The announcement comes after the Biden administration approved the potential sale of air defence radars and aircrafts to Cairo for a combined value of more than $2.5 billion.
The Biden administration has said it is cancelling $130 million in military aid to Egypt over human rights concerns.
Egypt had not met the conditions to receive the $130 million in foreign military financing that has been on hold since September, the State Department said on Friday.
“The deadline for meeting those conditions will soon pass,” the department said.
“The (government of Egypt) made notable progress on the conditions but to date has not met them all. Therefore, after January 30, the secretary intends to reprogram the $130 million to other national security priorities.”
The State Department said the money would be shifted to other programmes, but did not elaborate.
The announcement comes just days after the administration approved a massive $2.5 billion arms sale to the country.
READ MORE: US approves $2.5B radars, planes sales to Egypt
Secretary of State Antony Blinken in September approved the release of $300 million in foreign military financing to Egypt but withheld another $130 million.
Their condition was for the government to address “specific human-rights related conditions” by the end of January.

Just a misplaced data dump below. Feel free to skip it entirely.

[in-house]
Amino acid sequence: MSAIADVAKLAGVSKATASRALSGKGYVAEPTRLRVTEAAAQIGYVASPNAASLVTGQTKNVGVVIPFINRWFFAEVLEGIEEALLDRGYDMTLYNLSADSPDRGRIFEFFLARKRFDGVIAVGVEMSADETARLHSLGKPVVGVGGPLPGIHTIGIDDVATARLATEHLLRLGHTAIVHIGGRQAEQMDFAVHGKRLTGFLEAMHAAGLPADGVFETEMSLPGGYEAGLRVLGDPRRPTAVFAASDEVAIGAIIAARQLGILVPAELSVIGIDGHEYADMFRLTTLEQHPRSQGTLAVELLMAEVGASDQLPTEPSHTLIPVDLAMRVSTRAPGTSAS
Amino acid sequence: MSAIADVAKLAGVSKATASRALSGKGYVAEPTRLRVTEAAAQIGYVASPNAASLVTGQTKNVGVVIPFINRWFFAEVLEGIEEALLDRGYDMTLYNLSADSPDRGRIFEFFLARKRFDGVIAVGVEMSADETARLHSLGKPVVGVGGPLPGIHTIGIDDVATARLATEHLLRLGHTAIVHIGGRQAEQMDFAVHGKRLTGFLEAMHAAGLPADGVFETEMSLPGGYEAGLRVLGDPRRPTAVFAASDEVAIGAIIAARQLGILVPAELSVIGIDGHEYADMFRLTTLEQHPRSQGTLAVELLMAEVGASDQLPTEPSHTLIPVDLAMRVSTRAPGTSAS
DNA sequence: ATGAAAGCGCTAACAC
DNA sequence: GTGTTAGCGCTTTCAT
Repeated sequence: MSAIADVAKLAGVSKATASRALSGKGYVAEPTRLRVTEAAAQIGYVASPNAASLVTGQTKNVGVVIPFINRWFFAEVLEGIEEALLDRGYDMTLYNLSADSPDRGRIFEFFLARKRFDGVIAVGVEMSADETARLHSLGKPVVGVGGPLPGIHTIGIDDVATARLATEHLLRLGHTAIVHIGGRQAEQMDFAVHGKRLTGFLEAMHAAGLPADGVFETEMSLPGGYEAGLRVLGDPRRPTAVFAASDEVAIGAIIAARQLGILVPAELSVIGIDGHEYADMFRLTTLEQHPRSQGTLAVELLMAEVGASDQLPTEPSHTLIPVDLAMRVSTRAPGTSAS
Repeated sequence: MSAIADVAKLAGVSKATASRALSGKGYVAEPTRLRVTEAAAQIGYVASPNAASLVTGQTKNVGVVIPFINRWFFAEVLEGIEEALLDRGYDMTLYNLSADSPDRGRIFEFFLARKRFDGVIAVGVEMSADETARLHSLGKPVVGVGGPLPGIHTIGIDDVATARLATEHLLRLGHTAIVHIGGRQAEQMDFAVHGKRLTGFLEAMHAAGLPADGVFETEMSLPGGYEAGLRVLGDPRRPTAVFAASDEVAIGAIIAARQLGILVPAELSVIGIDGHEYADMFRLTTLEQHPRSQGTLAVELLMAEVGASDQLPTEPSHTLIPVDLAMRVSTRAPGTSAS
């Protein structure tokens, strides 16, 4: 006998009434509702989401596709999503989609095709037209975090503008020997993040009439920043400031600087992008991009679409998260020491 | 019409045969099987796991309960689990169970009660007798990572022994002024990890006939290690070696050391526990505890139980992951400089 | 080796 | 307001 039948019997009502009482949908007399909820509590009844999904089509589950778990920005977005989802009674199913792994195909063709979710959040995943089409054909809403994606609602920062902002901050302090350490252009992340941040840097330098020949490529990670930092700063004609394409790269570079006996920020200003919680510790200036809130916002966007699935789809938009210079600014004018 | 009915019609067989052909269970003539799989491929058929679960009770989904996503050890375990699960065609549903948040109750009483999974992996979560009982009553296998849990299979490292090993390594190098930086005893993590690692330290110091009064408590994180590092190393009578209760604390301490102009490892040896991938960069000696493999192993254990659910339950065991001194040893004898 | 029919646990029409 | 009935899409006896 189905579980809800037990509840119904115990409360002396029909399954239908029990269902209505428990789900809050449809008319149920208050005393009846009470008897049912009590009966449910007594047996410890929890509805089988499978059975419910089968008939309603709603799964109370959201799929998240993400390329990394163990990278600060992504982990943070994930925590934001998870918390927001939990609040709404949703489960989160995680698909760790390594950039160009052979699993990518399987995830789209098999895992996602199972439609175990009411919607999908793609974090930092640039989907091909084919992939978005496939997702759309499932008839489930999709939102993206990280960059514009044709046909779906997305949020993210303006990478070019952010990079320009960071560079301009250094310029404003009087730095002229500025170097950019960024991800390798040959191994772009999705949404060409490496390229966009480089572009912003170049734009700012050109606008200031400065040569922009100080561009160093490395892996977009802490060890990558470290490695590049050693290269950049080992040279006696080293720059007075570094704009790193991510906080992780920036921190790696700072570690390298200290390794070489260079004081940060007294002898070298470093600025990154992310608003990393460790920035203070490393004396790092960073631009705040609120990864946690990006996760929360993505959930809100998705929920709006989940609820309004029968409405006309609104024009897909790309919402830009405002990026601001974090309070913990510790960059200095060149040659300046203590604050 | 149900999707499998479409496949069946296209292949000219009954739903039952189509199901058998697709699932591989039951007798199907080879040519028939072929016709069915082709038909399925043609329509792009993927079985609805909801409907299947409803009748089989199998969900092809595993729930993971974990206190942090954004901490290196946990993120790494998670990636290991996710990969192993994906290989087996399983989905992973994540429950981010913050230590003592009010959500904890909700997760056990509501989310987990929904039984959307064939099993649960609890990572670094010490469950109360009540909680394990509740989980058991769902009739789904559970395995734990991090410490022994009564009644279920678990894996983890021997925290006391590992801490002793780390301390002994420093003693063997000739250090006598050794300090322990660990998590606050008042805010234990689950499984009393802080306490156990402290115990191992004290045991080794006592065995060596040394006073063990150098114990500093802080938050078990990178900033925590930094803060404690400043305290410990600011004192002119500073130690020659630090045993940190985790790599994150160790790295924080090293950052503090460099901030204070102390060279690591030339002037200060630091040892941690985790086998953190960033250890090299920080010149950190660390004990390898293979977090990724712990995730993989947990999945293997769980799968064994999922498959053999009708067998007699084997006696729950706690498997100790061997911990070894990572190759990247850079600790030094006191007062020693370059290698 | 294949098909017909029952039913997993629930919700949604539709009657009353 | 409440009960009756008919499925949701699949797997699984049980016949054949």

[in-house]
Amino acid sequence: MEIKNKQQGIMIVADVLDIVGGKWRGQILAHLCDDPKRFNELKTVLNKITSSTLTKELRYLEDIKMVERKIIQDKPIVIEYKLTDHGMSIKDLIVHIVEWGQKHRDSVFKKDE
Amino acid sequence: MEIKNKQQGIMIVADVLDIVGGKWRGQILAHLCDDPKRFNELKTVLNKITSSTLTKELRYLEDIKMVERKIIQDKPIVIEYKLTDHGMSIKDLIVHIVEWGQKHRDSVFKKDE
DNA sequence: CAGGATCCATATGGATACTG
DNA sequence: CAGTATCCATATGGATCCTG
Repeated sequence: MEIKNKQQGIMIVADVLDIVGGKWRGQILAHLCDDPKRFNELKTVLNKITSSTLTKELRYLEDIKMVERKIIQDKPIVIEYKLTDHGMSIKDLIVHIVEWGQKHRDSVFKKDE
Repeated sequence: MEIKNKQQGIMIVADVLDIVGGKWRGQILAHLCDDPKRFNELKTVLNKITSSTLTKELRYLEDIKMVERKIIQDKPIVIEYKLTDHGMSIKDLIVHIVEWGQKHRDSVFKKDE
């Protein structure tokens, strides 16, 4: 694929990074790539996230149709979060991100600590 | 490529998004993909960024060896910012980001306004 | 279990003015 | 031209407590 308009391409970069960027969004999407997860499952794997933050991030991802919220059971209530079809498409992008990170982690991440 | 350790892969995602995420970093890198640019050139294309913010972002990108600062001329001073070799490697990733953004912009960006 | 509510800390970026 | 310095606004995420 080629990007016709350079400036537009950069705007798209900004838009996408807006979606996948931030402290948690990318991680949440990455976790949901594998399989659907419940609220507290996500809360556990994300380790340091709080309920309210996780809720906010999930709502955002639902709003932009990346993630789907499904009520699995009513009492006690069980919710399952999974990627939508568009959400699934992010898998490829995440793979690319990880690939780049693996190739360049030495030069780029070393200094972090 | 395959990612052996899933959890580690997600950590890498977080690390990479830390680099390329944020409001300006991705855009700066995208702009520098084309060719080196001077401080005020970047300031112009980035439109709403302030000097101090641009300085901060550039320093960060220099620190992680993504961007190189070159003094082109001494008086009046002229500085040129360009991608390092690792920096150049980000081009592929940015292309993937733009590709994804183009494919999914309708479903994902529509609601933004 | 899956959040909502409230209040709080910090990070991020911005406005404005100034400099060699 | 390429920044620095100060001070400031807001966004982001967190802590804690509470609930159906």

In announcing the cancellation, the department made no mention of the $2.5 billion sale of military transport planes and radar systems that it had approved on Tuesday without any mention of the frozen $130 million.
Asked about the apparent inconsistency, US officials have said the military aid and the arms sale are unrelated.
They say Egypt will shoulder the cost of the $2.2 billion purchase of the 12 Super Hercules C-130 transport aircraft and air defence radar systems worth an estimated $355 million.
Egypt’s government has in recent years waged a wide-scale crackdown on dissent, jailing thousands of people, mainly opposition activists, who were involved in the 2011 Arab Spring uprising.
Egypt imposed a state of emergency in April 2017, following deadly church bombings and attacks on Coptic Christians that killed more than 100 people and wounded scores. It allowed for arrests without warrants, swift prosecution of suspects and the establishment of special courts.
The state of emergency has since been extended several times. However, President Abdel Fattah el Sisi announced in October, when the last extension expired, that his government will no longer renew it.
READ MORE: Egypt releases rights activist Ramy Shaath after renouncing nationality